Only a small handful of films are produced in Costa Rica every year, and even fewer (if any) are afforded any sort of international distribution. But, however unfortunate that may be, the fluorescent purgatory of Jurgen Ureña’s “Abrázame Como Antes” is made all the more striking by virtue of its uncertain commercial future — Ureña’s second feature is a beautiful micro-portrait of a world that tourists and foreigners may never see, and the movie’s power is only compounded by the unavoidable fact that most tourists and foreigners will never see it.
Borrowing its name from a line in Jeane Manson’s 1979 pop hit “Avant de Nous Dire Adieu,” “Abrázame Como Antes” tells a story that’s canopied beneath the muted evening hum of streetlights and distant cars. The film’s title translates to “Hold Me Like Before,” and every frame of this tender still life buzzes with the fresh absence of someone’s touch. It begins with transsexual prostitutes Verónica (Imena Franco) and Greta (Natalia Porras) standing on a street corner in their glitziest dresses, the former in a sparkly red number and the other in a glittery purple rendition of the straps that Milla Jovovich wore in “The Fifth Element.”
It’s an ordinary night for the two roommates, who bicker about whatever as they amble along the cobblestones with their eyes peeled for potential clients. It’s only later, after the sex workers have been swooped into a car together, that the evening hits a pothole. More specifically, the vehicle hits a person — a homeless teenager called Tato (Camilo Regueyra). The driver barely slows down, but Verónica hops out of the car to help.
The film’s documentary-like remove doesn’t allow us to glean very much raw data about any of these characters, but it’s strikingly clear that Verónica has an unfulfilled maternal streak that cuts deep. She and Greta are both cut off from their families (as, we’re left to assume, is the case with many of the women who share their profession) and deprived the opportunity of starting families of their own, which perhaps explains why Verónica keeps a religious altar to the mother who abandoned her. “Nobody is asking for your help” Greta scolds her, but Verónica doesn’t need Tato to ask, she just needs him to recuperate in her home and not steal anything while he’s there.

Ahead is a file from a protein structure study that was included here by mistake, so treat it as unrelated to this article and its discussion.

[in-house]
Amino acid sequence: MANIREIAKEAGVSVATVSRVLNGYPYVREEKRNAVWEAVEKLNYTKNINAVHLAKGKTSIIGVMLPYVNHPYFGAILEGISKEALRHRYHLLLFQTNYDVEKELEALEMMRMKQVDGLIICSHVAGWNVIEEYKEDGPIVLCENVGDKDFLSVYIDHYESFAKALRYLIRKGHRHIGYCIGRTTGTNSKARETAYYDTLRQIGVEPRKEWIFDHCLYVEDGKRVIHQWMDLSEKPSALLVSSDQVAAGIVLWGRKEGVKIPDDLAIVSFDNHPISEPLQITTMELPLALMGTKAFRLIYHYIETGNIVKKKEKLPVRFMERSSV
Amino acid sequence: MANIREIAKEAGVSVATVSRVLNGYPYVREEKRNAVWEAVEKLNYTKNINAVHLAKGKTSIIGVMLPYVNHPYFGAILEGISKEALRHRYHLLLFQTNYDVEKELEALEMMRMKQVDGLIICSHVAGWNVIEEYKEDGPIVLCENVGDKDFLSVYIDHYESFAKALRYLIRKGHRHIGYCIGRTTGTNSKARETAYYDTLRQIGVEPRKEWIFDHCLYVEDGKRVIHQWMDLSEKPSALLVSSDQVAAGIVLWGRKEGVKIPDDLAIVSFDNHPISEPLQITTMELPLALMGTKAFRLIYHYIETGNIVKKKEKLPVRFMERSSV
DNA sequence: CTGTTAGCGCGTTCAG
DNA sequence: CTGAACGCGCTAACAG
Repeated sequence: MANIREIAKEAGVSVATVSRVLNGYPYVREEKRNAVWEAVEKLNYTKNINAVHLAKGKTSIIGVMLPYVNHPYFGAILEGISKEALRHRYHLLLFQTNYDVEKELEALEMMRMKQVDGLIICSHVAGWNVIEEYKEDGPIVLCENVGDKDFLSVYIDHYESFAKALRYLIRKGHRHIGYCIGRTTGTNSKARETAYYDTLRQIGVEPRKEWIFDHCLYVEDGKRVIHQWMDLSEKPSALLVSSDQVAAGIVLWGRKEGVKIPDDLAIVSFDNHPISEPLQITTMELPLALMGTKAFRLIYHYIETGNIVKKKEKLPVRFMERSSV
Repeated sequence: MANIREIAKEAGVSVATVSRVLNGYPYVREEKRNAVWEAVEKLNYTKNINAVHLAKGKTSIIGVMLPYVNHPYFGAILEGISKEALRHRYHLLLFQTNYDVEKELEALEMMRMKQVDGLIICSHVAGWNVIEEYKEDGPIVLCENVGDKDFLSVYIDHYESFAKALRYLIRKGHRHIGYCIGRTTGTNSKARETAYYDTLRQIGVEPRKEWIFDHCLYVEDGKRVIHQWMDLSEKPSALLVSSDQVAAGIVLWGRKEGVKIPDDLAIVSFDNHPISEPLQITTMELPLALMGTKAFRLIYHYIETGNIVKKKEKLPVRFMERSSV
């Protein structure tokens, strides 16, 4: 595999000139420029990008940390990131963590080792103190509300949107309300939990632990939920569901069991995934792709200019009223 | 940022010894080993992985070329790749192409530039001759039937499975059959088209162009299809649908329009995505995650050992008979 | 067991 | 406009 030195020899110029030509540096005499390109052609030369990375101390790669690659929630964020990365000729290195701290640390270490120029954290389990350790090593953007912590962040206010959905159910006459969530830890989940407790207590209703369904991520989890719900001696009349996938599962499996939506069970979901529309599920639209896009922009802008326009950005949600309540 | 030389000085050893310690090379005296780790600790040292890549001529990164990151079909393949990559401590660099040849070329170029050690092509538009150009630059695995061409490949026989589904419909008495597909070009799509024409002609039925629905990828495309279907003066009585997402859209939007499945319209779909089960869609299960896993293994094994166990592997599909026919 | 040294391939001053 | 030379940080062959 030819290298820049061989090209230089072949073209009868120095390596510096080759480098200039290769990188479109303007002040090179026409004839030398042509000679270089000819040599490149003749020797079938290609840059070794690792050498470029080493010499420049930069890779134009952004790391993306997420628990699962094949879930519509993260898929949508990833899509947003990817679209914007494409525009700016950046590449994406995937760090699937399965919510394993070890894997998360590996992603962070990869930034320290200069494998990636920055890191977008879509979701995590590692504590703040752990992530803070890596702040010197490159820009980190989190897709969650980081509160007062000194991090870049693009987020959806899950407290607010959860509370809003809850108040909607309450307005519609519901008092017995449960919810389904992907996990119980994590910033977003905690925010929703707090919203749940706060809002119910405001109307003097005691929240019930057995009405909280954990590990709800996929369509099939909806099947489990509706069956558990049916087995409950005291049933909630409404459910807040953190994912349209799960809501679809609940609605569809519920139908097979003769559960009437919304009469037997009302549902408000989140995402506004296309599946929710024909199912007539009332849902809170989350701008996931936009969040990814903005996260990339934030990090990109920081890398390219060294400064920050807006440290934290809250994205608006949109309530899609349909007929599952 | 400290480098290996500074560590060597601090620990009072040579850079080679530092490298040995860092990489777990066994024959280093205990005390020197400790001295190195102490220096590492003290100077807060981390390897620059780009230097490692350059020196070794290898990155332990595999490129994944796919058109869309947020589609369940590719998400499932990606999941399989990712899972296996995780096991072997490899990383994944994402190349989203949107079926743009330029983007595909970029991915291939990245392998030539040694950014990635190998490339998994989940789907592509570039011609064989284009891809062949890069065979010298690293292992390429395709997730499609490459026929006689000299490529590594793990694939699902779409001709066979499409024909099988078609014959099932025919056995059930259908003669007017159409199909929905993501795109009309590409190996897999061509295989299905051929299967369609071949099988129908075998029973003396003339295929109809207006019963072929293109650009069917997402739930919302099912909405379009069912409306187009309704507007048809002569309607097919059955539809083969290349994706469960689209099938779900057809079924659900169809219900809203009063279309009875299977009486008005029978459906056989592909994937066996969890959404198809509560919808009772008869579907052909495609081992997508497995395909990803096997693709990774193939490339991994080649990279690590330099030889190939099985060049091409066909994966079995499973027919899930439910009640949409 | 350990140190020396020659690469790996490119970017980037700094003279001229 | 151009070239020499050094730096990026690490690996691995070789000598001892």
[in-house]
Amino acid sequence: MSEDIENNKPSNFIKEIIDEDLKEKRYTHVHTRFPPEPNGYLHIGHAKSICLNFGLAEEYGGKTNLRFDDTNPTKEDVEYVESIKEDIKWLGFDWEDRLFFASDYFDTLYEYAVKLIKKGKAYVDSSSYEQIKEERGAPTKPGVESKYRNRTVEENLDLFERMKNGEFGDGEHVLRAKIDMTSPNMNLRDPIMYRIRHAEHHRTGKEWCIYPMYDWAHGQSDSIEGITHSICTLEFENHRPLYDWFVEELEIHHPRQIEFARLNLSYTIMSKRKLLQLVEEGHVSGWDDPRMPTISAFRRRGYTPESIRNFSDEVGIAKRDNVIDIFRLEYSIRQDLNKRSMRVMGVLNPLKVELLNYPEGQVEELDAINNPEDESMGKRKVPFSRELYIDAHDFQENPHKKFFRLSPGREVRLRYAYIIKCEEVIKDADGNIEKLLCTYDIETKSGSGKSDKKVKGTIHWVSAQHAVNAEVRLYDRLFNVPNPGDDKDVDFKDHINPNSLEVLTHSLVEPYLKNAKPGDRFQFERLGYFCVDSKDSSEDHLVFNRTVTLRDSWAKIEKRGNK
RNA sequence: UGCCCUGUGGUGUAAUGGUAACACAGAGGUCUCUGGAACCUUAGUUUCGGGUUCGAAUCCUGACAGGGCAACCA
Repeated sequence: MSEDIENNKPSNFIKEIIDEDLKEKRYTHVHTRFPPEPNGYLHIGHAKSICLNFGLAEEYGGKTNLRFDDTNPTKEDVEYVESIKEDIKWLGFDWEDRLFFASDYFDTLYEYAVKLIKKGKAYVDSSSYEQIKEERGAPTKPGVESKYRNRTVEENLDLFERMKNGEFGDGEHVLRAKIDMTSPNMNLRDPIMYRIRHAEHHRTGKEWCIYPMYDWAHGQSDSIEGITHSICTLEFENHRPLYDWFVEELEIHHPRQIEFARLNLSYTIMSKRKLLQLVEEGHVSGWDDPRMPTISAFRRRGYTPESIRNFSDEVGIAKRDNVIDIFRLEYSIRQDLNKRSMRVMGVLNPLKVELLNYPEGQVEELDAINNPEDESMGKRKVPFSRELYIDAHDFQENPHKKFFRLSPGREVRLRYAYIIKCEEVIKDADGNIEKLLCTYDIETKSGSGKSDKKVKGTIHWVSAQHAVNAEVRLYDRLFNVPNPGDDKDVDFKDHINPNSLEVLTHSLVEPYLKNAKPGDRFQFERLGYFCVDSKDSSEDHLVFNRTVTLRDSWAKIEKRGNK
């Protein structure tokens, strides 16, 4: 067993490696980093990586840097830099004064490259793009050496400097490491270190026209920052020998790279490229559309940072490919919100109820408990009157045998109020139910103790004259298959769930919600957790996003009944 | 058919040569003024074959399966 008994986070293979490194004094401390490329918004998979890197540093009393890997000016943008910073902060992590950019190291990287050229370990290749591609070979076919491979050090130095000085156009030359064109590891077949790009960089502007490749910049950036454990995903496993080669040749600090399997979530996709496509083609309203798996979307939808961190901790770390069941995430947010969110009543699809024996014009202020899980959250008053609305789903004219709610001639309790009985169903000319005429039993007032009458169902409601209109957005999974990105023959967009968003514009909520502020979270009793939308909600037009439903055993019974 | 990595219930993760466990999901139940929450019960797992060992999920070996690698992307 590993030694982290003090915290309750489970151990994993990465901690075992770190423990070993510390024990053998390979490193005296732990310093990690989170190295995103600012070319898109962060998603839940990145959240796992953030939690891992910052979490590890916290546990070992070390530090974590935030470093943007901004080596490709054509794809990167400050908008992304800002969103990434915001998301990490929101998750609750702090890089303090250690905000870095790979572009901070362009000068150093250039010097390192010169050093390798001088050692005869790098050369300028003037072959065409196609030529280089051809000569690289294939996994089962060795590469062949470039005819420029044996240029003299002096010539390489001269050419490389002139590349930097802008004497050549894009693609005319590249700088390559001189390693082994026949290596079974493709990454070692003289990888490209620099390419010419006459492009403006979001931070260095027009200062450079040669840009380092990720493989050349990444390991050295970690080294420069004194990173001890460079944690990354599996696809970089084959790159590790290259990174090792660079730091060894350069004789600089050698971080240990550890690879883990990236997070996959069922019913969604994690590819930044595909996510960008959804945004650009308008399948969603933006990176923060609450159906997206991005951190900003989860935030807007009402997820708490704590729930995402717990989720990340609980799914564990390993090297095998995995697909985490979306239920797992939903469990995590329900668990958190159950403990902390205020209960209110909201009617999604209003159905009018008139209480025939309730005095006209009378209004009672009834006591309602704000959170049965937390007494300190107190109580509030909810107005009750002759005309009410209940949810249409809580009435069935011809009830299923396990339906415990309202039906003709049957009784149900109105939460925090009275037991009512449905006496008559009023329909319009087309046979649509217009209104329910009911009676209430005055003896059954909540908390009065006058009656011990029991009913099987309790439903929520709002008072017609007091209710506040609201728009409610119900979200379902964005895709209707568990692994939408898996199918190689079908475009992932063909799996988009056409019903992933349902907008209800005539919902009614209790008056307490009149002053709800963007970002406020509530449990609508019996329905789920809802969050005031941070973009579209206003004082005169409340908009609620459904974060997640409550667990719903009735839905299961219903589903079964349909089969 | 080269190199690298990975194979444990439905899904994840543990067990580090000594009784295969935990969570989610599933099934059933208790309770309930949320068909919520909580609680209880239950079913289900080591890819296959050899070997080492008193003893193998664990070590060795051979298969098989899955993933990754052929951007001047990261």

That’s enough of a plot to sustain Ureña’s ambient one-hour narrative, which — aside from a beautiful chunk of exposition in which Verónica seeks advice from the local psychic — prioritizes raw atmosphere over drama. Imagine “Tangerine” on tranquilizers and you’ll be on the right track.
Unfolding like a Central American response to the films of Apichatpong Weerasethakul or Pedro Costa (two very different artists who share a steady gaze and a similar knack for eking the spiritual out of the dilapidated), “Abrázame Como Antes” features an exquisite cast entirely comprised of non-professional actors, and asks you to stare at these people until your eyes cross and their blurred images hatch some kind of ineffable truth. The film only grows more abstruse as it sinks deeper into its nightlight glow, veering into extended cabaret performances and watching the characters as they sleep. Even the romance between Greta and Teto blossoms at the speed of chemicals bubbling in a lava lamp, their off-screen sex suggesting an affair that’s numb to everything but the present moment. The birds continue to coo over the soundtrack, the radiators continue to rattle.
“Abrázame Como Antes” never coheres into anything more than that, but even the film’s most performative moments register with a pronounced honesty, offering just enough substance — and devoting just enough time — to create something convincingly honest. There’s ample room for Ureña to dig deeper (the filmmaker seems a touch afraid of the artifice he invites, as though skittish that the whole thing could wobble towards melodrama at any moment), but his vision of people stuck between the gutter and the sky is layered thick with meaning.
“What would have become of you if you’d never met me?” Verónica asks Greta in one early scene. “We all have an angel: I’m your angel, and you’re my angel.” Greta scoffs, and maybe she should. But those words buoy every subsequent shot of the gauzy movie that follows, suggesting that salvation — like family, or home — looks different to everyone. If only more people got a chance to see it.
“Abrázame Como Antes” plays this week at the Costa Rica International Film Festival. It is currently seeking U.S. distribution.